These concerns can be addressed with AFM. For instance, researchers at Arizona State University recently used AFM and other methods to find that nanosilver particles used in garment manufacture (specifically, socks) were released through washing and causing pollution in waterways, in turn polluting the entire water cycle. This research led to a court ban on the widely used flame retardant, citing environmental concerns (Lubick and Betts, 2008).

Using AFM to Control the Environment

As the examples above illustrate, AFM’s unique ability to image matter at the nanoscale has led to drastic leaps forward in various sciences which can be utilized to control the environment. With the declarations of climate crisis being made by governments around the world, this technology will continue to be used to develop new, clean technologies to minimize harm to the environment, and must continue to be used to monitor the environmental impact of other new – especially nanotechnologies.

Perhaps the greatest source of optimism in this regard is in the possibility of quantum computing, which through its vastly higher processing power could be utilized in the fight against climate change to take over entire systems, and monitor and control the environment to ensure no more damage is done.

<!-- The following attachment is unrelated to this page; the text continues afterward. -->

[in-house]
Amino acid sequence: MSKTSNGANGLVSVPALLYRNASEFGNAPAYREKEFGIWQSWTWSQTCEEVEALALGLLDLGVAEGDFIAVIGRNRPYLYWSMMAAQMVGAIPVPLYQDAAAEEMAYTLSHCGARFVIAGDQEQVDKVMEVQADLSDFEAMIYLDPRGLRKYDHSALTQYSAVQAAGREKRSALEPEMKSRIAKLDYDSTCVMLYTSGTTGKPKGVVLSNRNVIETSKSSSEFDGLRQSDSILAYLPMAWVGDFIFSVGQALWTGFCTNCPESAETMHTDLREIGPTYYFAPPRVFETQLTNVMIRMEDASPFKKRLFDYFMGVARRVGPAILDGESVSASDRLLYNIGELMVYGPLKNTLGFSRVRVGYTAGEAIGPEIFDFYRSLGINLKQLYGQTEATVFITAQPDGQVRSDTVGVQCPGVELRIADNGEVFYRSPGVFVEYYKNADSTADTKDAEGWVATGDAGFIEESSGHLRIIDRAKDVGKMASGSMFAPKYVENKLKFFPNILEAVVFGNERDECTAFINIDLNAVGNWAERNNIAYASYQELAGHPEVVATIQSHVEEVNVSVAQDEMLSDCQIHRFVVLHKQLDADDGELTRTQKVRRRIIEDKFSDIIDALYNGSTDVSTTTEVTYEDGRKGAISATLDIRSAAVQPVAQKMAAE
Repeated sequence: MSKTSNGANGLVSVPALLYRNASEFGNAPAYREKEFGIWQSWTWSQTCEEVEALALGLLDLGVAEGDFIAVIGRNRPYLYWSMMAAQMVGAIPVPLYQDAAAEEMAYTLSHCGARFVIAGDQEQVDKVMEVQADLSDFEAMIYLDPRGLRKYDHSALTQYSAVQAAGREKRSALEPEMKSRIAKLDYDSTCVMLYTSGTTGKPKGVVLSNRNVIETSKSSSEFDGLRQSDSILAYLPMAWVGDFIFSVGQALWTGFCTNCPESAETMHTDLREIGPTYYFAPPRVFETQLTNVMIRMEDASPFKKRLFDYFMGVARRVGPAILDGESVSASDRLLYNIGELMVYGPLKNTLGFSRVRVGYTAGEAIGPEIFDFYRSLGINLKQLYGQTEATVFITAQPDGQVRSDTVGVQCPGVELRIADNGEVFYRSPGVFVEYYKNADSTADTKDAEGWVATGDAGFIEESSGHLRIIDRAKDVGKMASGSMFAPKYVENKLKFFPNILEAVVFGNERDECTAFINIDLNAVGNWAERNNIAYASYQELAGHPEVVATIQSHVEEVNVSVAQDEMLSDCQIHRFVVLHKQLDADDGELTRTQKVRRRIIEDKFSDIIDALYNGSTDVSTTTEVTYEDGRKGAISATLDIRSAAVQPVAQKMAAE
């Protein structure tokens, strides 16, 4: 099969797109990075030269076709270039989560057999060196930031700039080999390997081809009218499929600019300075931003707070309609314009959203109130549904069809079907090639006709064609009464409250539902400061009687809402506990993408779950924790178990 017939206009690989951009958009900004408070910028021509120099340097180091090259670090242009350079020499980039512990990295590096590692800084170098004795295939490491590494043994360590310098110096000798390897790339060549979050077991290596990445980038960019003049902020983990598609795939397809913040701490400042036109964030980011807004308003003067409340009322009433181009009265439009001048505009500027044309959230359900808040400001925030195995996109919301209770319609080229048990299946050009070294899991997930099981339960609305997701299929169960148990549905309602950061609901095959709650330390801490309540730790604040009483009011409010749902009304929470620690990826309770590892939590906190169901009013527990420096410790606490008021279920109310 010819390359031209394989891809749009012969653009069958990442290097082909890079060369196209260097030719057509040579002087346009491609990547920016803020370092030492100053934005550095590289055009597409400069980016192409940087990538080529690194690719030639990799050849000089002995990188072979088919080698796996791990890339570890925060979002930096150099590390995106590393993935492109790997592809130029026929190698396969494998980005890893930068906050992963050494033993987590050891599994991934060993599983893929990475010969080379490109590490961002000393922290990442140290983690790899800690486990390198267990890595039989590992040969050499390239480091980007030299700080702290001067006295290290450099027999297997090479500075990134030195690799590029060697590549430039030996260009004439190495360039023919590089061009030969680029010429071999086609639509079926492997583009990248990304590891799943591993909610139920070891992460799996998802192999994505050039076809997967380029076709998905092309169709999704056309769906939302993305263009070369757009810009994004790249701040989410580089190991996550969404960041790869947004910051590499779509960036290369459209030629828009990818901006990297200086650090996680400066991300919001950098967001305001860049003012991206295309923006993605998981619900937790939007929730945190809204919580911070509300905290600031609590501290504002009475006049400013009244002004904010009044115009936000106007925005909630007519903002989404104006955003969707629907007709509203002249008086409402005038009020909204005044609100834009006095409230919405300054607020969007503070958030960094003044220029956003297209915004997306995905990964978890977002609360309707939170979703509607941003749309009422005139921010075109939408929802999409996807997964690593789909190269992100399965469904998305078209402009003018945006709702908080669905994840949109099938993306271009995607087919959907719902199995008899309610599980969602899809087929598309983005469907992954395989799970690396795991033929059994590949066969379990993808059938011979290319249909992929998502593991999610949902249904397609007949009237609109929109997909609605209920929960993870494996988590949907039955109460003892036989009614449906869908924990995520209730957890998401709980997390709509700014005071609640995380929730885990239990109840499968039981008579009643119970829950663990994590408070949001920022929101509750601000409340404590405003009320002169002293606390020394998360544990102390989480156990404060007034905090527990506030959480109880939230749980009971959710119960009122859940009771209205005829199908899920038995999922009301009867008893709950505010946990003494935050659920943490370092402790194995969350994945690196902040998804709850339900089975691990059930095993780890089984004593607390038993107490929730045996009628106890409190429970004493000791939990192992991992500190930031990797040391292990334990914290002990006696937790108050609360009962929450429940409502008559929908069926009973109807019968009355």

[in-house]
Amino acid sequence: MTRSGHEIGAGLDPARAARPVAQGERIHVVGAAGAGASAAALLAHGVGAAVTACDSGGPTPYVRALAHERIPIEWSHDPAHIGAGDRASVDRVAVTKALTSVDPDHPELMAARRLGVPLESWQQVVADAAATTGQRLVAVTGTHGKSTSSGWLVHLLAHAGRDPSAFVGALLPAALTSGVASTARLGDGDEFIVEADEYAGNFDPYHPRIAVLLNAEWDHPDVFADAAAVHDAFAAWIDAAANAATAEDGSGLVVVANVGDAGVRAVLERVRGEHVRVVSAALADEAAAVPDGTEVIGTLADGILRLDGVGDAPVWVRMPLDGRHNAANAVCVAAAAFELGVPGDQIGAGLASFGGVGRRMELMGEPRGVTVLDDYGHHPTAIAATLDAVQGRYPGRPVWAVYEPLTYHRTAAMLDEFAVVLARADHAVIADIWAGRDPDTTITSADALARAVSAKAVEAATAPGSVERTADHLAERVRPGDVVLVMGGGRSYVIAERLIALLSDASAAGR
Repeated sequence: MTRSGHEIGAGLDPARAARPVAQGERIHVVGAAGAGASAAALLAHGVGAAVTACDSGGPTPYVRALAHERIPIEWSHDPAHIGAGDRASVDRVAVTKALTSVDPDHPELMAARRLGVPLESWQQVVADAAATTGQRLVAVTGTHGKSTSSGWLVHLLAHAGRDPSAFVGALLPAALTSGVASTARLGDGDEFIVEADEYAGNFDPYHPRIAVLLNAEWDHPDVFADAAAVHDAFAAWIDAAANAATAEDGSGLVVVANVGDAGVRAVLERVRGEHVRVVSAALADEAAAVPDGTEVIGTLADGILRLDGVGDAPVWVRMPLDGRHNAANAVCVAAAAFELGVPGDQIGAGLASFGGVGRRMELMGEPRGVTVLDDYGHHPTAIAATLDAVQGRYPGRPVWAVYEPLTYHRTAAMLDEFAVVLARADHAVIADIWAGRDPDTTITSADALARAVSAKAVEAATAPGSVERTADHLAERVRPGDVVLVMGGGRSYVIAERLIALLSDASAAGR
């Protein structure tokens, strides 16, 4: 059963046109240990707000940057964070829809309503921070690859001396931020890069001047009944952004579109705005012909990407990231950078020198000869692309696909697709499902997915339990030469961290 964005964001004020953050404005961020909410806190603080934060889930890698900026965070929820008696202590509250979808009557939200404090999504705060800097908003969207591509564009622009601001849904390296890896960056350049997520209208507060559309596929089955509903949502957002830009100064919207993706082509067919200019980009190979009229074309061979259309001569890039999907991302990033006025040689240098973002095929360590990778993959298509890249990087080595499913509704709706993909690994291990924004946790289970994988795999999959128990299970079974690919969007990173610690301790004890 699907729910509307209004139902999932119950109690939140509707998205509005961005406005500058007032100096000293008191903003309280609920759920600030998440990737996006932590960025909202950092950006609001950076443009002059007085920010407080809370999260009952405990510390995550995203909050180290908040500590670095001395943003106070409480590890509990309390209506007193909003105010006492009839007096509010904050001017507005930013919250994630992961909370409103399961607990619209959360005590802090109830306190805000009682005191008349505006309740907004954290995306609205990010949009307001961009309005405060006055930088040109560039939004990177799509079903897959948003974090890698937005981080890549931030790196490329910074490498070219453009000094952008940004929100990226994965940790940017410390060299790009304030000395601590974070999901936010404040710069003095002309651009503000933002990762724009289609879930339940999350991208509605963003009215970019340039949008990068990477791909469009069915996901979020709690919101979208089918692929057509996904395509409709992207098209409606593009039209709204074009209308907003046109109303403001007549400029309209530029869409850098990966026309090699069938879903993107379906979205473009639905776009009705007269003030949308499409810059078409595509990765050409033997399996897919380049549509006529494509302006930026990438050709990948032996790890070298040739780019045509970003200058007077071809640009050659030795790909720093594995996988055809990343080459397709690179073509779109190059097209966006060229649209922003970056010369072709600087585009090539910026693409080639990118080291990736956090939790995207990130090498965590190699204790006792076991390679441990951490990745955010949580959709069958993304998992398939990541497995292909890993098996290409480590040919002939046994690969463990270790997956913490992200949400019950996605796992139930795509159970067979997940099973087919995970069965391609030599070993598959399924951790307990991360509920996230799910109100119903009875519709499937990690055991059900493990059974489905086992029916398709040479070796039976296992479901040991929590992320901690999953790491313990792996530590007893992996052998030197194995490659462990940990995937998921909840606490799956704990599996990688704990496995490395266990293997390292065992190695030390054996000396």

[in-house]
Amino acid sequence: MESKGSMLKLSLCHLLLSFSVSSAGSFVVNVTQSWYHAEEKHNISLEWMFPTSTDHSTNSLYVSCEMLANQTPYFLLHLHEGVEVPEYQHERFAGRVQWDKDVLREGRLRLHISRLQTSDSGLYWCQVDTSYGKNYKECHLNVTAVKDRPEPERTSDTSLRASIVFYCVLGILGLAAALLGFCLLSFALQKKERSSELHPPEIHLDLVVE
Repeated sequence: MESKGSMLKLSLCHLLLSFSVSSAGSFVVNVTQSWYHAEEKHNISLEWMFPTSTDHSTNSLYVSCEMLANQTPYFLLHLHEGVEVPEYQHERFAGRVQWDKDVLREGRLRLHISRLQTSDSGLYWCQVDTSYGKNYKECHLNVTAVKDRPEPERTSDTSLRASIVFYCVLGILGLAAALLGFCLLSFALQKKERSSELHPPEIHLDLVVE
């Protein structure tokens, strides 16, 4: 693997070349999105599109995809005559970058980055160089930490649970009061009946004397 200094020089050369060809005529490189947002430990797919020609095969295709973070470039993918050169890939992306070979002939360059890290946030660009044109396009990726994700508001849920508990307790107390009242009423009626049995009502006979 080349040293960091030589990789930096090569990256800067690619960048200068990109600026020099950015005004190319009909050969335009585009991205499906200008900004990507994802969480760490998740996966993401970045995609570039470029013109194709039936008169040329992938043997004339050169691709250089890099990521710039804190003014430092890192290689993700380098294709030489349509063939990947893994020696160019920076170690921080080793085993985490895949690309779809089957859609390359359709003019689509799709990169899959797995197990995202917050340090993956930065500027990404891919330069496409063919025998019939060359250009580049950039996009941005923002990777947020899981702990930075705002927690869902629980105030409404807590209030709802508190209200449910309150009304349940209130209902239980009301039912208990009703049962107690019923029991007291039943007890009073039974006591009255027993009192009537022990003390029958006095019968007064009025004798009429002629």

• Lubick, N. and Betts, K. (2008). Silver socks have cloudy lining | Court bans widely used flame retardant. Environmental Science & Technology, 42(11), pp.3910–3910.
  • Moore, S. (2019). The Benefits of AFM in Clean Technology. [online] AZoCleantech.com. Available at: https://www.azocleantech.com/article.aspx?ArticleID=976.
  • Mody, C. (2011). Probe Microscopy and the Path to Nanotechnology. In Instrumental Community: Probe Microscopy and the Path to Nanotechnology (pp. 163-200). MIT Press. Retrieved from http://www.jstor.org/stable/j.ctt5hhjf0.9.
  • Pilkington, B. (2019). Can Quantum Computing Aid Clean Technology? [online] AZoCleantech.com. Available at: https://www.azocleantech.com/article.aspx?ArticleID=935.
  • Pirolini, A. (2015). What is Clean Technology? [online] AZoCleantech.com. Available at: https://www.azocleantech.com/article.aspx?ArticleID=532.
  • Willke, P., Paul, W., Natterer, F.D., Yang, K., Bae, Y., Choi, T., Fernández-Rossier, J., Heinrich, A.J. and Lutz, C.P. (2018). Probing quantum coherence in single-atom electron spin resonance. Science Advances, 4(2), p.eaaq1543.

Disclaimer: The views expressed here are those of the author expressed in their private capacity and do not necessarily represent the views of AZoM.com Limited T/A AZoNetwork the owner and operator of this website. This disclaimer forms part of the Terms and conditions of use of this website.

Ben Pilkington, MSt.

Written by

Ben Pilkington, MSt.

Ben Pilkington is a freelance writer, editor, and proofreader with a master’s degree in English literature from the University of Oxford. He is committed to clear and engaging written communication and enjoys telling complex, technical stories in a relevant and understandable way.